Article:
Dawsonâs performance ofÂ Space PanoramaÂ comes during his residency at MASS MoCA, where he is currently developingÂ The Russian Doctor. Â It is a theatrical new work crafted around the astounding exploration made by the literary giant, Anton Chekhov. Dawson teams up with long-time collaborator and neuroscientist Jonathan Cole and medical historian Marius Turda to explore an oft-forgotten element of Chekhovâs legacy. Working with Chekhovâs only non-fiction work, The Russian Doctor explores the great risk Chekhov took during his tour of the Sakhalin Islands. Be sure to reserve your tickets for what promises to be another magical step back in time and space. More event details can be found here.
Posted May 7, 2014 by MASS MoCA
Filed under BLOG, Work-in-progress
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Artist Spotlight: Emily Johnson
Performing Arts intern Julia and Marketing/Public Relations intern Elizabeth team up for a chat with our artist-in-residence, Bessie-award winning choreographer/performer Emily Johnson (founder of Catalyst Dances) to discuss Johnsonâs artistic background and the inspiration for her new work Niicugni (Listen).
Describe your dance and artistic background.
I grew up in a very small town in Alaska. I was an athlete growing up, mainly basketball, long distance running, and softball. Those were my absolute loves. Either sports instilled a love of movement or I had a love of movement going into it.
Dance was not in my life until I got to college. There was a great confluence of teachers at the University of Minnesota when I got there with a heavy focus on improvisation. I loved that suddenly there was movement that wasnât connected to the game or the race. I could move fully; I could be feeling and thinking. My thoughts could change my movement and my movement could change my thoughts.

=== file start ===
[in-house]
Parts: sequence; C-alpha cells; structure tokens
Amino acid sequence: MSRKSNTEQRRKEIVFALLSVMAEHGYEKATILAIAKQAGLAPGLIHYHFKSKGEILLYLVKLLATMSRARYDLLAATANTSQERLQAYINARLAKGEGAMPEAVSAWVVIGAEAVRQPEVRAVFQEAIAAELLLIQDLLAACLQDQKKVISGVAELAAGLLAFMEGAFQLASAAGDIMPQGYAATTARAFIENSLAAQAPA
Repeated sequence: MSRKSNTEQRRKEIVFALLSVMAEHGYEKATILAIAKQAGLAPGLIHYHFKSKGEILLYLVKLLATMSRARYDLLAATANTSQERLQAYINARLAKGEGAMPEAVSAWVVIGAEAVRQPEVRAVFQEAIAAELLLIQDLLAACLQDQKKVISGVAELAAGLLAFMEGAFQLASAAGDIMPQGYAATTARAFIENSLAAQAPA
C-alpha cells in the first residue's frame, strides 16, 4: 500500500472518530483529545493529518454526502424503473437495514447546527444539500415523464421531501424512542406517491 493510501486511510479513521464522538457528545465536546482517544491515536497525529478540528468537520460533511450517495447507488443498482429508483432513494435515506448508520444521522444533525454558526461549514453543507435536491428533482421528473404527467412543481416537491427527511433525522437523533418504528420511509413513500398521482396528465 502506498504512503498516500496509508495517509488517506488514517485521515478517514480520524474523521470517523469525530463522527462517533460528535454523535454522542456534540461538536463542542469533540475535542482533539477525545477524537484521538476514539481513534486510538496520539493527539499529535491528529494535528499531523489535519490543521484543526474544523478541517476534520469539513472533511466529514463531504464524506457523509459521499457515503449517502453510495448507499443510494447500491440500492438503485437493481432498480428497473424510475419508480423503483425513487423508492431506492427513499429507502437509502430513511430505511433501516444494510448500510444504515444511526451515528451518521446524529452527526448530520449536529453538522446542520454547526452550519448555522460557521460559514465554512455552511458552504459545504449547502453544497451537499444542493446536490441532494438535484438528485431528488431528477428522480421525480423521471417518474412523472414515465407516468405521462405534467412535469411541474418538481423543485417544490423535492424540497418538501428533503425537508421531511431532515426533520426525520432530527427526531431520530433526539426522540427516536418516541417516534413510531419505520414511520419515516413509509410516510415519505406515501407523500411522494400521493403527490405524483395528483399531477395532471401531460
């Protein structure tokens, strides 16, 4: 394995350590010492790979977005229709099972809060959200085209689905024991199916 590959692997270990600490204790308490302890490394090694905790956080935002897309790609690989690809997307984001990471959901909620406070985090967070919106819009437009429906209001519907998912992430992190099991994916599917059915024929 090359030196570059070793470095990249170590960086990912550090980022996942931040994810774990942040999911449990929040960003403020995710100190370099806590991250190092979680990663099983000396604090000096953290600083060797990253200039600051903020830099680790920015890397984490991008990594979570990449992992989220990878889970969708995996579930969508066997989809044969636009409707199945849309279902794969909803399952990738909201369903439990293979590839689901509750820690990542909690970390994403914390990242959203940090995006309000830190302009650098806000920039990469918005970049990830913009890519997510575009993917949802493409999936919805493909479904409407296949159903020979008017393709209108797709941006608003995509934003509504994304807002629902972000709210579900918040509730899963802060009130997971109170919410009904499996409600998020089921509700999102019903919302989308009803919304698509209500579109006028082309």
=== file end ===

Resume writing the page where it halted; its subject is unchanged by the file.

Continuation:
What inspires your movement vocabulary?
Movement always comes from an internal thought or feeling first. Iâm always trying to get it out of my body, past the skin. In a way, I donât care if people watch me or my dancer’s arm moving. Itâs about what can be communicated between my arm movement and the audience. What is communicated in that space?
There has to be such intentionality in the movement. Itâs not that any moment is more precious than the next but, in every moment, we have to know where we are in our story. We have to stay connected with that story and that effort in order to communicate it.
What were the conceptual seeds of Niicugni (Listen)?
A few thoughts crossed paths when I was looking into beginning a new piece. I saw an exhibit at a gallery in Homer, Alaska. It was an exhibit of work made entirely of fish skin. Salmon has always been part of my familyâs life but I had never worked with the skin before. This image of 50 fish skin lanterns hanging in the stage and in the house, creating this secondary diagonal, was the first visual image of this piece before I even knew how to work with the skin.
Around the same time, my dad laid out a map on the counter in my parentsâ house in Alaska. He had just received land from the Alaska Native Claims Settlement Act. Though the Settlement Act was created in 1970s, his land just finally came through. It just really very suddenly struck me that we would have to figure out how to build a relationship with that land.
I was struck with âWhat does this mean?â This land is now my fatherâs. It will eventually be passed to my brothers and me. How do we get to know land that is ancestral land? I was looking at this piece of paper that did not give me the information I needed. Maps tell us how to get somewhere, not how to live with land and whatâs really there or who has been there before or who will be there after. This piece really started with all of those questions.
What about the vocal storytelling that is woven through the piece? How do those moments connect to the choreography?
To me, itâs all part of the dance. The stories are as much the dance as we are. Making these lanterns is as much the dance as anything. Itâs not that they are just parts that are important; they are dance.